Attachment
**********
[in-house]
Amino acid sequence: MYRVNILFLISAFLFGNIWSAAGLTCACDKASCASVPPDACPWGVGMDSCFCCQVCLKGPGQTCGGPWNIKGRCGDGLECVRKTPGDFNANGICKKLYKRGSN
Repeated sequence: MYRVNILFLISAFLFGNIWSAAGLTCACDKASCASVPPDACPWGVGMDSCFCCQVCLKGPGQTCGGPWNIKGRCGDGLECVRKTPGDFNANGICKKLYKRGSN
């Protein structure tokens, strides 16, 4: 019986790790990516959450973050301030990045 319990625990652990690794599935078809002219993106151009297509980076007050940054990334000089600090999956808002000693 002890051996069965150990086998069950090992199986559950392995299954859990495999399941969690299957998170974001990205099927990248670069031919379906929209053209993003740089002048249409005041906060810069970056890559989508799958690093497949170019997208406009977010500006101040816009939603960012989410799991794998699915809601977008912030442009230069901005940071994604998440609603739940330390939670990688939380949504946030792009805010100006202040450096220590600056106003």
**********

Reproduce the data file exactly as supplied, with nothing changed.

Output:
[in-house]
Amino acid sequence: MYRVNILFLISAFLFGNIWSAAGLTCACDKASCASVPPDACPWGVGMDSCFCCQVCLKGPGQTCGGPWNIKGRCGDGLECVRKTPGDFNANGICKKLYKRGSN
Repeated sequence: MYRVNILFLISAFLFGNIWSAAGLTCACDKASCASVPPDACPWGVGMDSCFCCQVCLKGPGQTCGGPWNIKGRCGDGLECVRKTPGDFNANGICKKLYKRGSN
């Protein structure tokens, strides 16, 4: 019986790790990516959450973050301030990045 319990625990652990690794599935078809002219993106151009297509980076007050940054990334000089600090999956808002000693 002890051996069965150990086998069950090992199986559950392995299954859990495999399941969690299957998170974001990205099927990248670069031919379906929209053209993003740089002048249409005041906060810069970056890559989508799958690093497949170019997208406009977010500006101040816009939603960012989410799991794998699915809601977008912030442009230069901005940071994604998440609603739940330390939670990688939380949504946030792009805010100006202040450096220590600056106003």